How black, Latino males succeed

Black and Latino males who are doing well in high school credit their parents’ high expectations, relationships with caring teachers, a respectful, college-going culture in their high schools and a desire to get out of poverty.

Succeeding in the City, a study by Penn Education Professor Shaun Harper, is based on interviews with New York City juniors and seniors with a B average or higher in college-prep classes. All were engaged in school activities and planning to enroll in college.

Two-thirds of the students’ mothers and three-quarters of their fathers lacked any college degree. However 45 percent lived with two parents, which is above average for low-income urban neighborhoods.

“Staying on track can mean staying indoors,” writes Emily Richmond in The Atlantic.

When asked how they avoided being drawn into gang activity in their neighborhoods, many of the students said their parents prohibited all outdoor activity after dark. Some students said that having a reputation as a serious scholar headed for college actually protected them from gang conscription. Many of the respondents also stayed on campus long after classes ended for the day in order to do their studying and hang out with friends, often as a means of avoiding the disruptive neighborhood environment.

Harper also tracked 90 young male black and Latino college students from the same high schools. “Students said they had difficulty with time management–in high school, teachers were careful not to overload students with competing assignments due on the same day, and a student who asked for an extension would likely get one.”

All the high school students could name a teacher who’d helped them succeed. None of the college students could name a supportive professor.

When the team wins, male GPAs lose

When the University of Oregon football team wins, male students’ grades decline, conclude economists who tracked the Ducks’ last nine seasons.

“Our estimates suggest male grades fall significantly with the success of the football team,” the research team, led by Jason Lindo, writes in a National Bureau of Economic Research working paper. Furthermore, the economists find this effect is “larger among students from relatively disadvantaged backgrounds, and those of relatively low ability.”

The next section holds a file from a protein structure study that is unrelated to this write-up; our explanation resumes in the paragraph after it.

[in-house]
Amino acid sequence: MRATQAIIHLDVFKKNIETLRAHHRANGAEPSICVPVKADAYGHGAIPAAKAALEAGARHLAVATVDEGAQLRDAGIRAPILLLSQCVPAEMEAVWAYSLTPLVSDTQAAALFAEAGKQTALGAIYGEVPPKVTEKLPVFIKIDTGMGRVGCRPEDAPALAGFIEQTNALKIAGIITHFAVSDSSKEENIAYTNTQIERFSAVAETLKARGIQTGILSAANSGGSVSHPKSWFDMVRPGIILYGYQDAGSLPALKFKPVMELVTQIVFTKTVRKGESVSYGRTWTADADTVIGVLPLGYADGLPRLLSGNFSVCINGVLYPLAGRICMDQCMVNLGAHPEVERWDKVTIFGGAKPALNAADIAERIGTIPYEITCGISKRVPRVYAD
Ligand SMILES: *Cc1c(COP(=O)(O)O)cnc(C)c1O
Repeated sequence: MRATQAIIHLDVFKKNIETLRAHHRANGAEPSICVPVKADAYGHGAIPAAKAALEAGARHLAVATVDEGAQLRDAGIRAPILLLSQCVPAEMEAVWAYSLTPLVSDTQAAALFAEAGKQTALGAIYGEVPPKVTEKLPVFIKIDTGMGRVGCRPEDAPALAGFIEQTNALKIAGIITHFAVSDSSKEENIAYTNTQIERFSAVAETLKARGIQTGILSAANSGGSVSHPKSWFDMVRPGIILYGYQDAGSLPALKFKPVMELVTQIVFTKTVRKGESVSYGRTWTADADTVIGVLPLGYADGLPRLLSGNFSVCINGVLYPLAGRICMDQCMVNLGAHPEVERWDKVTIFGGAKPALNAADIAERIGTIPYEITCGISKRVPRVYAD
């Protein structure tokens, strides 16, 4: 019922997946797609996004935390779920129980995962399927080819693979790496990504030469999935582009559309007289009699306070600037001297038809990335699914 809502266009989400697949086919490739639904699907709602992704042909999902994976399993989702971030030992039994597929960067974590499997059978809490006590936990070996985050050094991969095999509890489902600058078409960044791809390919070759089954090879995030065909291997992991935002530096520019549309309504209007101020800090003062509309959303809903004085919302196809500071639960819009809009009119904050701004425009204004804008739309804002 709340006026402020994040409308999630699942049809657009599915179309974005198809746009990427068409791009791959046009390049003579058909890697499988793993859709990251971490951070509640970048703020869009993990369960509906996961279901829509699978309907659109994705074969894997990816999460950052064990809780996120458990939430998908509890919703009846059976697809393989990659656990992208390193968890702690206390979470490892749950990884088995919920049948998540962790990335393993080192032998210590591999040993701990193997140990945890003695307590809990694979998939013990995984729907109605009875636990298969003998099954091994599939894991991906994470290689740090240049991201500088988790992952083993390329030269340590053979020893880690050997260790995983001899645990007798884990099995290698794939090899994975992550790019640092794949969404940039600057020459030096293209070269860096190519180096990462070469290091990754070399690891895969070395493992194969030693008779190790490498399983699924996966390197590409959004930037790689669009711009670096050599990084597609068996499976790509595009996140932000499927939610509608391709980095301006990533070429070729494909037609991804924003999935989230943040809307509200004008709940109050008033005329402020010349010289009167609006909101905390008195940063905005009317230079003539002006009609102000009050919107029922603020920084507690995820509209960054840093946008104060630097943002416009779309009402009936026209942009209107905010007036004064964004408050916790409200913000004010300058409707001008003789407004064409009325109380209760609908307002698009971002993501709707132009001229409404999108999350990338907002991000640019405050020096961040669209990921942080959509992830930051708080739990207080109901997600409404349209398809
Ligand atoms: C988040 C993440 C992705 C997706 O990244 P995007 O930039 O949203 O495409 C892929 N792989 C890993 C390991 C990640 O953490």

Lindo and his colleagues . . . compared grade point averages to the winning percentage of the school’s football team, which ranged over the years from 45 to 92 percent.

“We find that the team’s success significantly reduces male grades relative to female grades,” they write. “This phenomenon is only present in fall quarters, which coincide with the football season.”

Why? Young men drink more and study less to celebrate football victories. Their female classmates also party, but not as hard, surveys indicate.

What’s true for the University of Oregon probably is true for other state universities, the researchers believe.

Oregon is playing in the Rose Bowl on Jan. 2.

Affirmative action for males

With women earning 58 percent of bachelor’s degrees, some private liberal arts colleges are practicing affirmative action for male applicants to preserve a gender balance in enrollment. Private colleges have the legal right to discriminate against women, but don’t like to publicize it.  Now the U.S. Commission on Civil Rights is investigating whether the practice is widespread. From Inside Higher Education:

. . . the Civil Rights Commission’s inquiry is based on concerns about another part of Title IX — its requirement that colleges provide equitable athletic opportunities to male and female athletes. A theory behind the inquiry, outlined in the proposal used to launch the probe, is that colleges may be favoring men in admissions because they are worried about gender-neutral changes they might otherwise use to attract more male students. Foremost among such strategies would be adding more male athletic teams, a move some colleges may be reluctant to make out of fear of the expense of then being required to add more women’s teams.

Look at the underlying issue, Richard Whitmire at Why Boys Fail. Too many boys do so poorly in school that they’re not prepared for college or not motivated to try it. Why?

Update: Dr. Helen has more, plus a plug for Whitmire’s upcoming book, Why Boys Fail.